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Officials recovered as many as 3,000 roosters and made nine felony arrests as part of a cockfighting ring bust.

Thousands of roosters were recovered and dozens of people were taken into custody after officials busted “Operation Angry Birds” wide open.

Throughout the weekend, city and state officials busted a Richmond Hill cockfighting ring, a Brooklyn pet store housing 50 birds and a farm storing as many as 3,000 roosters for future fighting. Nine felony arrests were made.

“Cockfighting is a cruel, abusive and barbaric practice that tortures animals, endangers the health and safety of the public and is known to facilitate other crimes,” said Attorney General Eric Schneiderman, whose Organized Crime Task Force (OCTF) spearheaded the raids.

After 10 p.m. Saturday, city and state officials raided a Richmond Hill cockfighting event on Jamaica Avenue, according to a police source.

Birds were bred, trained, plied with performance-enhancing drugs, had razor-sharp gaffs attached in place of their natural spurs and were locked in a small pen where they would fight to the death.

“No animal should be forced to fight to the death for human entertainment and profit,” said ASPCA President and CEO Matthew Bershadker.

The ring had operated bi-monthly since at least May, according to Schneiderman. Wagers of up to $10,000 were made on various fights.

At that same time, investigators discovered 50 roosters, in poor condition and showing physical signs of having been altered for fighting, underneath the Brooklyn pet shop. The owner, Jeremias Nieves, 74, was arrested and charged with a felony.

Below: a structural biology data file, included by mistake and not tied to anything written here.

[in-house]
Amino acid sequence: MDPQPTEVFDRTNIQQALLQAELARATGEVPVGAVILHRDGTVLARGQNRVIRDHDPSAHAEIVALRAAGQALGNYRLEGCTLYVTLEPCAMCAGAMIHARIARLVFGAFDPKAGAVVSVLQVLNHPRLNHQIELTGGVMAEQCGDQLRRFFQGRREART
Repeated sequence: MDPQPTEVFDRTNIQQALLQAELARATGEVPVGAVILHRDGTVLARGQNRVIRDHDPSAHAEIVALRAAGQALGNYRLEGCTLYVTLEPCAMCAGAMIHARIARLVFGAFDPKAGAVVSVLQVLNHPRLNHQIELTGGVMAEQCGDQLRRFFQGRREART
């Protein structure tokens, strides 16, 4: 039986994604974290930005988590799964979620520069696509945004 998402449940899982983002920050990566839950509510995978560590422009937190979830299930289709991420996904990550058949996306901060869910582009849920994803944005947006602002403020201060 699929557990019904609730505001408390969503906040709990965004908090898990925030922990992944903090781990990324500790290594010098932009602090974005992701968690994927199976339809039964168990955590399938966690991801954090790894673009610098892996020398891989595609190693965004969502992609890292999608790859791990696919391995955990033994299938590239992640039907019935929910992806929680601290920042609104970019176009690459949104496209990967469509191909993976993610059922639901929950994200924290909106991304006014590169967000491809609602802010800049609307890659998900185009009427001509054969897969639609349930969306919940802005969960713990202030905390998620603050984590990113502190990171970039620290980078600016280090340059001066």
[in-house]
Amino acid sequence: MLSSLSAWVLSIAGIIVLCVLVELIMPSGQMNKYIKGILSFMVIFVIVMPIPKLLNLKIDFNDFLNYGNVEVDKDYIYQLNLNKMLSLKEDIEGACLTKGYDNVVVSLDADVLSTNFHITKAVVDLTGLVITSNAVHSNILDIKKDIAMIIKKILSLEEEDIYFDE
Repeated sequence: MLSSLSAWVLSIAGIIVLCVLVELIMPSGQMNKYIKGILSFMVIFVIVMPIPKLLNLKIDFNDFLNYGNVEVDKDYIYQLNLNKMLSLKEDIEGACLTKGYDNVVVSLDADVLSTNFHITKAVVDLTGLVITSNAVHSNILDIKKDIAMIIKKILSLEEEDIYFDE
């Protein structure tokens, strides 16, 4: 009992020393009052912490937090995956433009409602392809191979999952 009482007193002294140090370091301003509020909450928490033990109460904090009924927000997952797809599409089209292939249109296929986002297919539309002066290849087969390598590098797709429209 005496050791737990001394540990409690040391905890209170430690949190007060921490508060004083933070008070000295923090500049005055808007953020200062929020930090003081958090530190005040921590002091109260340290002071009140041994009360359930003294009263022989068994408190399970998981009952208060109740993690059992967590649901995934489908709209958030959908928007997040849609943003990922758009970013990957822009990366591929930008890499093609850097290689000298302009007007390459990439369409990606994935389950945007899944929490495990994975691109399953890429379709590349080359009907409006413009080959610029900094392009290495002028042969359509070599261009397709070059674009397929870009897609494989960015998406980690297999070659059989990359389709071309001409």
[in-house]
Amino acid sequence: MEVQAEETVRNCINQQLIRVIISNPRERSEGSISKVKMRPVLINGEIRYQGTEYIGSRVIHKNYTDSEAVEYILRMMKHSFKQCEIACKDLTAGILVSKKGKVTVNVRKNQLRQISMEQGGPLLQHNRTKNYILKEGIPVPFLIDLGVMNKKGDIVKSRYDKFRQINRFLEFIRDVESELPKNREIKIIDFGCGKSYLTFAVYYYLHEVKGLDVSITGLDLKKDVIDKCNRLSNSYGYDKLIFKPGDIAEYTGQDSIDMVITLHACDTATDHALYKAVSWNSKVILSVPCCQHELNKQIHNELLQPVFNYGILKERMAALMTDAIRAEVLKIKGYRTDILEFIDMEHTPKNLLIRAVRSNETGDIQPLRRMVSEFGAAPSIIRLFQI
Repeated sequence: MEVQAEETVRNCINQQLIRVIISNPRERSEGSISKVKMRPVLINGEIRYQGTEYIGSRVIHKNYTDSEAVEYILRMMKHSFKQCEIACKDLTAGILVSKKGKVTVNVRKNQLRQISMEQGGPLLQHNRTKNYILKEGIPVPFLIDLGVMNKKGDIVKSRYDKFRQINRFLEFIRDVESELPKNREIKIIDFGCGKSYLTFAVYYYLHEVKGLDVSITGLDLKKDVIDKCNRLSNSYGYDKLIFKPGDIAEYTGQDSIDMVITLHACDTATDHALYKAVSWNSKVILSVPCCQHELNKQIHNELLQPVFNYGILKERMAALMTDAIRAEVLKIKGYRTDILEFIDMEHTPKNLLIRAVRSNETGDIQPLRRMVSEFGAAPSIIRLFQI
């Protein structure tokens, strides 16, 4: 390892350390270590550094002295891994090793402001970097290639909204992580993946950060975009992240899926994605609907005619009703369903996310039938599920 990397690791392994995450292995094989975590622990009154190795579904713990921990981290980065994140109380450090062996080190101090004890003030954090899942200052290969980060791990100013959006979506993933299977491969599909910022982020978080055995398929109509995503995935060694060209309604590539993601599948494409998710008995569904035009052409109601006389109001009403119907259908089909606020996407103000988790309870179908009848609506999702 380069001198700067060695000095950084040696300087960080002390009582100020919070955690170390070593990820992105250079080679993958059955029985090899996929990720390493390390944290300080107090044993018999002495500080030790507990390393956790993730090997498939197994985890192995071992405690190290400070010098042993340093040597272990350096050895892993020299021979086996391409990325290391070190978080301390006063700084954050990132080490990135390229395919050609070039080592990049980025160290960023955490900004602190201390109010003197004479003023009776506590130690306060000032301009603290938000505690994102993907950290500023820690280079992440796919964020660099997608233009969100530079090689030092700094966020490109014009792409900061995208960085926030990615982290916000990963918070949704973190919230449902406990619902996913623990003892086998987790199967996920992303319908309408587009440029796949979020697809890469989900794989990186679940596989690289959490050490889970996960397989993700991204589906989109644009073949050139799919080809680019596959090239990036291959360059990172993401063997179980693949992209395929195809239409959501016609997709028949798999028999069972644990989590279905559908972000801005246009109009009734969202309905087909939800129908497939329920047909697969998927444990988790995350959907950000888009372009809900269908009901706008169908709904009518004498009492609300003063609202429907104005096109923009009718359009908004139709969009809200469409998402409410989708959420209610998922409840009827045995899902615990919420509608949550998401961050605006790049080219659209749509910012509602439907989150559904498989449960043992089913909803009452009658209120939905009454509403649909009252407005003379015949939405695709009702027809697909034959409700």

The three-county-wide raid ended north of the city in Plattekill, where officials raided a 90-acre farm, and the ASPCA recovered as many as 3,000 fighting birds.

The farm had been unregistered since 2010 but operated under the guise of a live poultry farm. Thousands of makeshift cages were hid in the center of the property.

Manager Manuel Cruz, 60, and farm hand Jesus Cruz, 37, were arrested and arraigned. The farm allegedly charged rent to board, feed and care for the roosters that were bred and ultimately trained for fighting all around the tri-state area and up to Massachusetts.

The multi-faceted bust is the largest cockfighting takedown in New York State history and is among the largest in national history. The ASPCA established a temporary, undisclosed location to care for the recovered birds.

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